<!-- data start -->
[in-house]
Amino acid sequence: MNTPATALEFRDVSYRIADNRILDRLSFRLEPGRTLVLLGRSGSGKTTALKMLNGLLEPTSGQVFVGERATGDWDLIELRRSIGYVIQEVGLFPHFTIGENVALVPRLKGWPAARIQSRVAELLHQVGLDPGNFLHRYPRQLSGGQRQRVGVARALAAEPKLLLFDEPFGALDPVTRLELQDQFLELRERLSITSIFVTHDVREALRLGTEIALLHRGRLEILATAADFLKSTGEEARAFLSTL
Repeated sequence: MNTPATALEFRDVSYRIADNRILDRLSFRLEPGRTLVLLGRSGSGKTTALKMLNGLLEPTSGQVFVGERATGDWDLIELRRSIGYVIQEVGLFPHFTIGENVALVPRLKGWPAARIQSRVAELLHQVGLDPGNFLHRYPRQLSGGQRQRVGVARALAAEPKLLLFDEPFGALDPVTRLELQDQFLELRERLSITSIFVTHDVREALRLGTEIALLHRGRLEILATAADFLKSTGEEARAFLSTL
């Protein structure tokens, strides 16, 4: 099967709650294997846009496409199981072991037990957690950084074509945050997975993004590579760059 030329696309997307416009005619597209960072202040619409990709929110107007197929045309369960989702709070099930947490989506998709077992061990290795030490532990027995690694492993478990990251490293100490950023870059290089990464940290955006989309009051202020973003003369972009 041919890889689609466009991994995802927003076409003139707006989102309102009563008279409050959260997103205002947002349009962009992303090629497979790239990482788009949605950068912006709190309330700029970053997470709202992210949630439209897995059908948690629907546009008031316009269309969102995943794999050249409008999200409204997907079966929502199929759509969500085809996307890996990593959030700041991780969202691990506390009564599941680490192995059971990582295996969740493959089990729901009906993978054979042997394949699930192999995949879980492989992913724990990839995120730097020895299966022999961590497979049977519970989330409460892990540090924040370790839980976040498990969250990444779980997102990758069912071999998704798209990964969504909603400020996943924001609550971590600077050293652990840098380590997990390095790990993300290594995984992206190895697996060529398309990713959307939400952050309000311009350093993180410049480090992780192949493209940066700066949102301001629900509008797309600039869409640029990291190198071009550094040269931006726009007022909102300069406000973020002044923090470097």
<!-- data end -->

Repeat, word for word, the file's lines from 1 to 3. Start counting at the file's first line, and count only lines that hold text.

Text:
[in-house]
Amino acid sequence: MNTPATALEFRDVSYRIADNRILDRLSFRLEPGRTLVLLGRSGSGKTTALKMLNGLLEPTSGQVFVGERATGDWDLIELRRSIGYVIQEVGLFPHFTIGENVALVPRLKGWPAARIQSRVAELLHQVGLDPGNFLHRYPRQLSGGQRQRVGVARALAAEPKLLLFDEPFGALDPVTRLELQDQFLELRERLSITSIFVTHDVREALRLGTEIALLHRGRLEILATAADFLKSTGEEARAFLSTL
Repeated sequence: MNTPATALEFRDVSYRIADNRILDRLSFRLEPGRTLVLLGRSGSGKTTALKMLNGLLEPTSGQVFVGERATGDWDLIELRRSIGYVIQEVGLFPHFTIGENVALVPRLKGWPAARIQSRVAELLHQVGLDPGNFLHRYPRQLSGGQRQRVGVARALAAEPKLLLFDEPFGALDPVTRLELQDQFLELRERLSITSIFVTHDVREALRLGTEIALLHRGRLEILATAADFLKSTGEEARAFLSTL